Claims management fines drop as industry continues to shrink
The Claims Management Regulator fined seven claims management companies (CMCs) a total of £1.1m and cancelled 69 licences in the year to 31 March 2017.
The claims management fines level is down 35% on the total £1.7m in fines the regulator handed out across four companies in 2015/16, but the number of licences cancelled is up from the 66 cancellations reported in 2015/16.
The 2015/16 year was the first year that the Claims Management Regulator was able to impose fines: it got its fining powers in December 2014.
The regulator’s recently-published annual report for 2016/17 also revealed that the claims management industry is continuing to shrink – both in terms of turnover and number of authorised companies – amid tougher regulations and a changing claims market.
The number of authorised claims management companies fell 14% to 1,388 in 2016/17 from 1,610 in 2015/16.
The number of new applications for claims management licences fell 42% to 107 I 2016/17 from 186 in 2015/16.
CMC industry turnover, which unlike the other figures in the report is for the year to 30 November, fell 3% to £726m in 2016 from £751.4m in 2015.
The Claims Management Regulator expects conditions to get even tougher for claims management firms once the FCA takes over regulation of the sector.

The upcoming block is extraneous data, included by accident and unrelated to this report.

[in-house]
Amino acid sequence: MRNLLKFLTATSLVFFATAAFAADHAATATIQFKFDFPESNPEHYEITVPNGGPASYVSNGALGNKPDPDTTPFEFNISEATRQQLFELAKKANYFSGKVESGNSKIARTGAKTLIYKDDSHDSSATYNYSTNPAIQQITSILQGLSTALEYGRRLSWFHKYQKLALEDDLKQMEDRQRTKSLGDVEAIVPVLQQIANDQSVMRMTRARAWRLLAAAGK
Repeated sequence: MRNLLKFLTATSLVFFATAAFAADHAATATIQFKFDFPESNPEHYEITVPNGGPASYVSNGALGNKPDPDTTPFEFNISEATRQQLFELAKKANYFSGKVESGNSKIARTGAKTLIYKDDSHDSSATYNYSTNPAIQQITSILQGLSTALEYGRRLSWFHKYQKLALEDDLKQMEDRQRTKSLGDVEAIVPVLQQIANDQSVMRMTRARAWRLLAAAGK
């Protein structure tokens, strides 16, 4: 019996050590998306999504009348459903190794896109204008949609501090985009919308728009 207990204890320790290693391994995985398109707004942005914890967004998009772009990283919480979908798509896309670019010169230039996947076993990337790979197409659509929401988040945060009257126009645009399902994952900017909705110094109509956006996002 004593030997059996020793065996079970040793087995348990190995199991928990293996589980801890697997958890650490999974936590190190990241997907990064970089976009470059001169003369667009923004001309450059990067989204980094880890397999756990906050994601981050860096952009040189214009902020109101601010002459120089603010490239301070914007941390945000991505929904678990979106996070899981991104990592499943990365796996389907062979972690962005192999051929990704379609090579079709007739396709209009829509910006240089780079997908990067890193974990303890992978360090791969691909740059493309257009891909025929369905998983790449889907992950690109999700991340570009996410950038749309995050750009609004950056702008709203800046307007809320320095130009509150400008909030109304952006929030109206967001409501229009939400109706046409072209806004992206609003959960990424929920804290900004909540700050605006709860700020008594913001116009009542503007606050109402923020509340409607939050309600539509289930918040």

The regulator’s head Kevin Rousell said in the report: “Although the claims management sector’s turnover remained relatively stable in 2016/17, future policy and regulatory reforms are likely to have a significant impact on shape and form of the industry.
“The Financial Guidance and Claims Bill which was introduced into the House of Lords in June starts the legislative process of transferring responsibility for claims management regulation from the Ministry of Justice to the Financial Conduct Authority, and the establishment of a tougher regulatory framework than provided for under the Compensation Act 2006.”
One area of growth the Claims Management Regulator detected was in holiday sickness claims, where insurers are facing a surge of spurious claims.
The regulator described the increased activity in holiday sickness claims as “a significant development” in the year.
Rousell said: “We have acted swiftly, alongside the Solicitors Regulation Authority and the Ministry of Justice, to respond to the increase in holiday sickness claims reported by package tour operators – forming constructive relationships with the Association of British Travel Agents, and individual tour operators, to gain evidence about market practices and help find solutions.”